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Arhive pe etichete: Cluj-Napoca

01Cluj-Napoca, Romania (by Marius Gatea)

Photo by Marius Gatea.

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10407315_719643711454795_8413502199096696264_nThe Church of Saint Michael is a Gothic-style Roman Catholic church in Cluj-Napoca. It is the second largest church (after the Black Church of Brașov) in the geographical region of Transylvania, Romania. The nave is 50 meters long and 24 meters wide, the apse is 20×10 m. The tower with its height of 76 meter (80 meter including the cross) is the highest one in Transylvania. The western portal is decorated with the three coats of arms of Sigismund as King of Hungary, as King of Bohemia and as Holy Roman Emperor.The construction was begun probably in place of the Saint James Chapel. The financing of the church was partly done by the citizens, partly from the income of indulgences. (The first related document from 1349, signed by the archbishop of Avignon and fifteen other bishops grants the indulgence for those contributing to the illumination and furniture of the Saint Michael Church.) The construction was completed between 1442-1447, the old tower was built between 1511-1545. The tower that stands today was erected in 1862.


99397143The Blue Lagoon, one of the country’s most beautiful natural lakes, lies hidden behind vast sand dunes in the vecinity of Aghires. The site used to be a kaolin pit.The hollow pit got filled up with rainwater. The surrounding sandy soil is the work of rainwater creeks. It is believed that in the 90s fish still populated this water, painted blue by the substances used for kaolin extraction. Later, due to some work in progress the lake dryed out. Fortunatelly the water ponded again and the shore was populated by reed.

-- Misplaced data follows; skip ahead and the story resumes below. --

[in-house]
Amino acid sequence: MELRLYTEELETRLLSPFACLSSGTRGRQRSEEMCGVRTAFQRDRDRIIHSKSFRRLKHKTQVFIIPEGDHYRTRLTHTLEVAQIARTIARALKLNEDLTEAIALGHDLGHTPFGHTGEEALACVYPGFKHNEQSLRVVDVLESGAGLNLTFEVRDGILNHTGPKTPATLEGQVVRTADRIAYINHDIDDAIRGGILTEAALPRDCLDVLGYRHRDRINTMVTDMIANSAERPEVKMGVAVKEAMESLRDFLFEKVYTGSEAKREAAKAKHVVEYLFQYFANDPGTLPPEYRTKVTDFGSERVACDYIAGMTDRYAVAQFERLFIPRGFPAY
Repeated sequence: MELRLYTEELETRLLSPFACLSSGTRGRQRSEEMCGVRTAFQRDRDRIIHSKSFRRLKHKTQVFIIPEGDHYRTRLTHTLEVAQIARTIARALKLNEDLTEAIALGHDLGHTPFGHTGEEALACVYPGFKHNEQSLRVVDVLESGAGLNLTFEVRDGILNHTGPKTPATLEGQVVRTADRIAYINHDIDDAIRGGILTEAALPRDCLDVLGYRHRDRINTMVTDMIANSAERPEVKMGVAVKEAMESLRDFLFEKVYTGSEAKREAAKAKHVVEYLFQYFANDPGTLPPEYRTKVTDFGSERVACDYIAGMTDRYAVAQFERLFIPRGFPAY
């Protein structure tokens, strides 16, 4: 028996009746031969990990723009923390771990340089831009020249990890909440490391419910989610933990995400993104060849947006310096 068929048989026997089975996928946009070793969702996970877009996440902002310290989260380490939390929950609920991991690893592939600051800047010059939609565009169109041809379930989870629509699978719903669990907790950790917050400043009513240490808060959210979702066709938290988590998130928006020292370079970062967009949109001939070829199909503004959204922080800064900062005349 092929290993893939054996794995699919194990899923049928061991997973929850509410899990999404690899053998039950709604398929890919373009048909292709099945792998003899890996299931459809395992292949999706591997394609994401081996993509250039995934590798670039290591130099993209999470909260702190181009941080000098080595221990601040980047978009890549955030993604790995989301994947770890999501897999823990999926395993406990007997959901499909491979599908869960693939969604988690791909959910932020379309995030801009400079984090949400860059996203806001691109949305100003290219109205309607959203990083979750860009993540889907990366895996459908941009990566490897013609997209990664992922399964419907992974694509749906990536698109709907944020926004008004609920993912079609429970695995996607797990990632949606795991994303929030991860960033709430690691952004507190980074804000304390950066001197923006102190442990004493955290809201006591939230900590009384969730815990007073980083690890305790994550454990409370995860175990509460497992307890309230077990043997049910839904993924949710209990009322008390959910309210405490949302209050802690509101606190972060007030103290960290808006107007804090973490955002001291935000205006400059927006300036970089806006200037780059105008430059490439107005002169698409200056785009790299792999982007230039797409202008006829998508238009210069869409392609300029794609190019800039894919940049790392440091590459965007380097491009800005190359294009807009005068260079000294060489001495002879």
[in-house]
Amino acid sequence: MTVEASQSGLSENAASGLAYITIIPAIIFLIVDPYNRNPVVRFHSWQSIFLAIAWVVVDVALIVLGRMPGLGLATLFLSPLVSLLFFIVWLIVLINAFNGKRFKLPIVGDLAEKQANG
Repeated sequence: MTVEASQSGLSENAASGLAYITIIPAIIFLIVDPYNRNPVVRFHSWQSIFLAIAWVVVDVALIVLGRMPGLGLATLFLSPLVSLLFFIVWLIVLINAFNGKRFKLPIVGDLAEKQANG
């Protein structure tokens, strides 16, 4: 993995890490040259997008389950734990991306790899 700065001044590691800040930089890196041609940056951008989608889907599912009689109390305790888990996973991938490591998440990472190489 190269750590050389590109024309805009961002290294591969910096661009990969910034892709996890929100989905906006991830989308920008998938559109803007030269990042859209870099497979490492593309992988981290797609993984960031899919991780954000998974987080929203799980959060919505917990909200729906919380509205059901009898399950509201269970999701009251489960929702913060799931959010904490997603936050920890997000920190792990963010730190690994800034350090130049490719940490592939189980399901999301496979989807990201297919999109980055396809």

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Teatrul National, Cluj-NapocaThe Lucian Blaga National Theatre in Cluj-Napoca, Romania is one of the most prestigious theatrical institutions in Romania. The theatre shares the same building with the Romanian Opera.The theatre was built between 1904 and 1906 by the famous Austrian architects Ferdinand Fellner and Hermann Helmer who designed several theatres and palaces across Europe in the late 19th century and early 20th century, including the theatres in Iaşi, Oradea, Timişoara and Chernivtsi.The project was financed using only private capital. The theatre opened on 8 September 1906 with Ferenc Herczeg’s Bujdosók and until 1919, as Cluj was part of the Kingdom of Hungary, it was home to the local Hungarian National Theatre (Hungarian: Nemzeti Színház). The last performance of the Hungarian troupe was held on September 30, 1919 and presented Shakespeare’s Hamlet: „Horatio, I am dead; / Thou livest; report me and my cause aright / To the unsatisfied.”Since 1919, the building has been home to the local Romanian National Theatre and Romanian Opera, while the local Hungarian Theatre and Opera received the theatre building in Emil Isac street, close to the Central Park and Someşul Mic River.After the Second Vienna Award the building was again the home of the Hungarian Theatre. On 31 October 1944 the Romanian and Hungarian actors celebrating the freedom of the city held a common performance, the revenue being donated to the Russian and Romanian wounded soldiers.